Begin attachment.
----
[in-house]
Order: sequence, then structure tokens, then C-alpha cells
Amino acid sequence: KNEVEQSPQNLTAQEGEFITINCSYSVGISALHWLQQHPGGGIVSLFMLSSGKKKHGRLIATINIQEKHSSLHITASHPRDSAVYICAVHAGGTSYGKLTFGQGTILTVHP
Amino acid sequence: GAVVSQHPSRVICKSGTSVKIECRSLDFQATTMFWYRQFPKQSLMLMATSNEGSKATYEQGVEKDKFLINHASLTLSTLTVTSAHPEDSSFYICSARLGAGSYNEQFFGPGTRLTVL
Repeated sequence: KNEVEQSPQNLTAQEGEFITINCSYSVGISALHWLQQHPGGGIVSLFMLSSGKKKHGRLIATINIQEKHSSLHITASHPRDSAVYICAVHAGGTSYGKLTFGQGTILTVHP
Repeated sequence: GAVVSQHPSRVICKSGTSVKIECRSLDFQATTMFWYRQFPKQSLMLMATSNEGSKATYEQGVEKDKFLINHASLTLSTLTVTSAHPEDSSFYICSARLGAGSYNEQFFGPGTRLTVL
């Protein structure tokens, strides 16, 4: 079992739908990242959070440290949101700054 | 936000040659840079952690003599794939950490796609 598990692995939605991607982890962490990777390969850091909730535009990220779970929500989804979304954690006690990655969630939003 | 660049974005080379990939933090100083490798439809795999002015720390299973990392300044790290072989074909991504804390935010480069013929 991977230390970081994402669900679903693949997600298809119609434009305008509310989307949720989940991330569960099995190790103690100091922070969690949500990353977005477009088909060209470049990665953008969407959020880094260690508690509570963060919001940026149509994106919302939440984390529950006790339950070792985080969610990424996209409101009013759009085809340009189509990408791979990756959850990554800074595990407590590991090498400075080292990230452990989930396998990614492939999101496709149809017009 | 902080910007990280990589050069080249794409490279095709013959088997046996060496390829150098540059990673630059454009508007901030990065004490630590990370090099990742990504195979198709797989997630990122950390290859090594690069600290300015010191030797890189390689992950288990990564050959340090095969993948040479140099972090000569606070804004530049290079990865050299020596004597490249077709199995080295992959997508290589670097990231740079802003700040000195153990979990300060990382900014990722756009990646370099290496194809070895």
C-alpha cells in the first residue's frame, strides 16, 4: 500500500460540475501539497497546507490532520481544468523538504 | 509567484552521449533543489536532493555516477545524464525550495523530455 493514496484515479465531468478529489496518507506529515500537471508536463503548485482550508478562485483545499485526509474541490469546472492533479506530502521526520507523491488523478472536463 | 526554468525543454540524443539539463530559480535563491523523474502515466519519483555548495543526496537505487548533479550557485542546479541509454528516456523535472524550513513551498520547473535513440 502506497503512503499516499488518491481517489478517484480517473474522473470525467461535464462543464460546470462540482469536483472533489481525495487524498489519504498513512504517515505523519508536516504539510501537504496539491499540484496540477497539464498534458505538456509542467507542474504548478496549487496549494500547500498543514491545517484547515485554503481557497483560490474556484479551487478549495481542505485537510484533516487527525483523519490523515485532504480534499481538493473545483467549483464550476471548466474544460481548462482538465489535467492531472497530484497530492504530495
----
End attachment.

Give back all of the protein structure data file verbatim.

[in-house]
Order: sequence, then structure tokens, then C-alpha cells
Amino acid sequence: KNEVEQSPQNLTAQEGEFITINCSYSVGISALHWLQQHPGGGIVSLFMLSSGKKKHGRLIATINIQEKHSSLHITASHPRDSAVYICAVHAGGTSYGKLTFGQGTILTVHP
Amino acid sequence: GAVVSQHPSRVICKSGTSVKIECRSLDFQATTMFWYRQFPKQSLMLMATSNEGSKATYEQGVEKDKFLINHASLTLSTLTVTSAHPEDSSFYICSARLGAGSYNEQFFGPGTRLTVL
Repeated sequence: KNEVEQSPQNLTAQEGEFITINCSYSVGISALHWLQQHPGGGIVSLFMLSSGKKKHGRLIATINIQEKHSSLHITASHPRDSAVYICAVHAGGTSYGKLTFGQGTILTVHP
Repeated sequence: GAVVSQHPSRVICKSGTSVKIECRSLDFQATTMFWYRQFPKQSLMLMATSNEGSKATYEQGVEKDKFLINHASLTLSTLTVTSAHPEDSSFYICSARLGAGSYNEQFFGPGTRLTVL
């Protein structure tokens, strides 16, 4: 079992739908990242959070440290949101700054 | 936000040659840079952690003599794939950490796609 598990692995939605991607982890962490990777390969850091909730535009990220779970929500989804979304954690006690990655969630939003 | 660049974005080379990939933090100083490798439809795999002015720390299973990392300044790290072989074909991504804390935010480069013929 991977230390970081994402669900679903693949997600298809119609434009305008509310989307949720989940991330569960099995190790103690100091922070969690949500990353977005477009088909060209470049990665953008969407959020880094260690508690509570963060919001940026149509994106919302939440984390529950006790339950070792985080969610990424996209409101009013759009085809340009189509990408791979990756959850990554800074595990407590590991090498400075080292990230452990989930396998990614492939999101496709149809017009 | 902080910007990280990589050069080249794409490279095709013959088997046996060496390829150098540059990673630059454009508007901030990065004490630590990370090099990742990504195979198709797989997630990122950390290859090594690069600290300015010191030797890189390689992950288990990564050959340090095969993948040479140099972090000569606070804004530049290079990865050299020596004597490249077709199995080295992959997508290589670097990231740079802003700040000195153990979990300060990382900014990722756009990646370099290496194809070895």
C-alpha cells in the first residue's frame, strides 16, 4: 500500500460540475501539497497546507490532520481544468523538504 | 509567484552521449533543489536532493555516477545524464525550495523530455 493514496484515479465531468478529489496518507506529515500537471508536463503548485482550508478562485483545499485526509474541490469546472492533479506530502521526520507523491488523478472536463 | 526554468525543454540524443539539463530559480535563491523523474502515466519519483555548495543526496537505487548533479550557485542546479541509454528516456523535472524550513513551498520547473535513440 502506497503512503499516499488518491481517489478517484480517473474522473470525467461535464462543464460546470462540482469536483472533489481525495487524498489519504498513512504517515505523519508536516504539510501537504496539491499540484496540477497539464498534458505538456509542467507542474504548478496549487496549494500547500498543514491545517484547515485554503481557497483560490474556484479551487478549495481542505485537510484533516487527525483523519490523515485532504480534499481538493473545483467549483464550476471548466474544460481548462482538465489535467492531472497530484497530492504530495